The support line is staffed by experienced mental health practitioners and is currently available between 9am - midnight, seven days a week. 

The mental health support line can be contacted on: 0300 790 0596. This is a low-cost number.


What should I do if I've been advised to self-isolate?

Public Health England have produced advice and guidance for patients with and without symptoms of infection who are isolating themselves due to potential exposure to coronavirus. This can be accessed at: https://www.gov.uk/government/publications/covid-19-stay-at-home-guidance/stay-at-home-guidance-for-people-with-confirmed-or-possible-coronavirus-covid-19-infection


Ashbourne COVID-19 community support group

A facebook community group has been set up for the residents of Ashbourne. To join the group, visit: https://www.facebook.com/groups/2917885761604275/ 


Frequently asked questions

I'm worried about how I will access my medication - can it be delivered?

Ashbourne Medical Practice unfortunately cannot offer a delivery service for medication. However, Ashbourne Community Transport are offering some collection and delivery services - for more information please contact them directly on 01335 300670 or enquiries@ashbournect.org.uk

I've decided not to go on holiday now - do I need a GP letter?

If you have changed your mind and decided not to travel, you do not need a letter from the GP.

"Insurers and travel companies should be basing their decisions to offer refunds on advice from the Foreign and Commonwealth Office and Public Health England, not letters from GPs." Professor Martin Marshall, chair of the Royal College of GPs

Our clinicians will not provide any private letters or reports relating to travel plans which may be affected by coronavirus. You will need to speak to your holiday provider and/or travel insurance provider.


If I'm self isolating - do I need a sick note?

If you have to stay at home but feel well enough to work, ask your employer if you can work from home. If you can work from home, you will not need an isolation note.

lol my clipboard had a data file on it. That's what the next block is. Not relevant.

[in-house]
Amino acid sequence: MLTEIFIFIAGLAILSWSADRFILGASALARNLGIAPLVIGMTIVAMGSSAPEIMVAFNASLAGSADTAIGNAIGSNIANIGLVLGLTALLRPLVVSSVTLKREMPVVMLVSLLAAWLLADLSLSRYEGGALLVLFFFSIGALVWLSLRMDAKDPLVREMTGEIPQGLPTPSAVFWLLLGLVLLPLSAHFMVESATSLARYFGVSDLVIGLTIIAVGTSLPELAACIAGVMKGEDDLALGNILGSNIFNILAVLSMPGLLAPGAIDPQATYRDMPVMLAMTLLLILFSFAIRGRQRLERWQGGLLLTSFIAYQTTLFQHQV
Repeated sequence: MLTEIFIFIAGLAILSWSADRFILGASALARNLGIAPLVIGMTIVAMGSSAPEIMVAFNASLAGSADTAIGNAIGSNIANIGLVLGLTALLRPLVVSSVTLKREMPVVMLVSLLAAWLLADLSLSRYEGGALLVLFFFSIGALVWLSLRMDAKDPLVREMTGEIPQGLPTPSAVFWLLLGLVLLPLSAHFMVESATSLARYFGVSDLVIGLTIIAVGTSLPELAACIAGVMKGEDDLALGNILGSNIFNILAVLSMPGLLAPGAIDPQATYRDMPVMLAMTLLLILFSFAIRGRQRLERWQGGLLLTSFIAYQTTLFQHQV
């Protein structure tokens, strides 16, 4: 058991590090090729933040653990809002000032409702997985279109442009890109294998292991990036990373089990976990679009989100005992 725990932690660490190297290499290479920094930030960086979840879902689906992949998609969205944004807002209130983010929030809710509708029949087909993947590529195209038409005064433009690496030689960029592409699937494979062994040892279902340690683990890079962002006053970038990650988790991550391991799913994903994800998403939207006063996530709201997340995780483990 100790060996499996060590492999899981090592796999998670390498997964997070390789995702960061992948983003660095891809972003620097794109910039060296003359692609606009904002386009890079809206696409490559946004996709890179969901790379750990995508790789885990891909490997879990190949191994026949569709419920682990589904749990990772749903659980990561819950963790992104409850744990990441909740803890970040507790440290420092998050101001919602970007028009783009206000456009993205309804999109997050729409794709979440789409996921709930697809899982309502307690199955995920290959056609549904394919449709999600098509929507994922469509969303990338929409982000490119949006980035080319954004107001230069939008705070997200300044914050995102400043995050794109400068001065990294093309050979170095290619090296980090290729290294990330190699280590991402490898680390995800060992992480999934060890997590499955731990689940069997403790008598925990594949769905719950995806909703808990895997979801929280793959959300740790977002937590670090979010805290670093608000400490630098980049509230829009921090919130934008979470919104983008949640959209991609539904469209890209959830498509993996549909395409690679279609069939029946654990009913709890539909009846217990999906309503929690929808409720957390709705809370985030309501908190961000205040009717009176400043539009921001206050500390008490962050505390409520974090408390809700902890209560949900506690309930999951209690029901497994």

There is now a service for patients who have been told to self-isolate because of coronavirus and need a sick note for their employer. This service is only for people who have symptoms of coronavirus or live with someone who has symptoms of coronavirus. To use this service, go to: https://111.nhs.uk/isolation-note/ 

Sick notes cannot be provided for very high risk patients who have been informed that they need to shield for 12 weeks. Patients in this category will receive a letter which can be used as evidence for employers.


I'm generally worried about coronavirus - what should I do?

If you do not have a new continuous cough and/or a high temperature (of 37.8 degrees centigrade or higher) you shouldn't worry about coronavirus. 

The best way to prevent infection is to avoid being exposed to the virus. Most of the following is good practice for everyone, to reduce infection risk in general:

  • Wash your hands frequently with soap and water or use an alcohol-based hand gel if your hands are not visibly dirty
  • Avoid touching your eyes, nose, and mouth with unwashed hands
  • Avoid close contact with people who are sick
  • Maintain at least 1 metre (3 feet) distance between yourself and other people
  • Catch it, Bin it, Kill it - cover your cough or sneeze with a tissue (or your flexed elbow), then throw the tissue in a bin
  • Clean and disinfect regularly touched objects and surfaces at home and work
  • If you feel unwell, stay at home, do not attend work or school
  • Call 111 and inform them of your symptoms and travel history
  • Do not go to the surgery, hospital or any other healthcare place without seeking advice first